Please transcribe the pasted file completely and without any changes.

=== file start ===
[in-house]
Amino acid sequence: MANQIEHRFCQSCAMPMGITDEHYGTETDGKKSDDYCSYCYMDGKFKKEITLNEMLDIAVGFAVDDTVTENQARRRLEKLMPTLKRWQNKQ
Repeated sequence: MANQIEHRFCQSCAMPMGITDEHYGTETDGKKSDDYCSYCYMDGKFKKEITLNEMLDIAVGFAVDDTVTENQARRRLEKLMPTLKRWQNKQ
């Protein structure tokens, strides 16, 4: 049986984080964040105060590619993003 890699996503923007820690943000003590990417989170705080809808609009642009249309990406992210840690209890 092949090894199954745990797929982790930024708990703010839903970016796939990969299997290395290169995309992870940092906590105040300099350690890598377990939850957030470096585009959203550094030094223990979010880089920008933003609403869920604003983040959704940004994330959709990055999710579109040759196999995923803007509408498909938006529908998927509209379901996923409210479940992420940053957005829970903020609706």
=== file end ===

[in-house]
Amino acid sequence: MANQIEHRFCQSCAMPMGITDEHYGTETDGKKSDDYCSYCYMDGKFKKEITLNEMLDIAVGFAVDDTVTENQARRRLEKLMPTLKRWQNKQ
Repeated sequence: MANQIEHRFCQSCAMPMGITDEHYGTETDGKKSDDYCSYCYMDGKFKKEITLNEMLDIAVGFAVDDTVTENQARRRLEKLMPTLKRWQNKQ
């Protein structure tokens, strides 16, 4: 049986984080964040105060590619993003 890699996503923007820690943000003590990417989170705080809808609009642009249309990406992210840690209890 092949090894199954745990797929982790930024708990703010839903970016796939990969299997290395290169995309992870940092906590105040300099350690890598377990939850957030470096585009959203550094030094223990979010880089920008933003609403869920604003983040959704940004994330959709990055999710579109040759196999995923803007509408498909938006529908998927509209379901996923409210479940992420940053957005829970903020609706």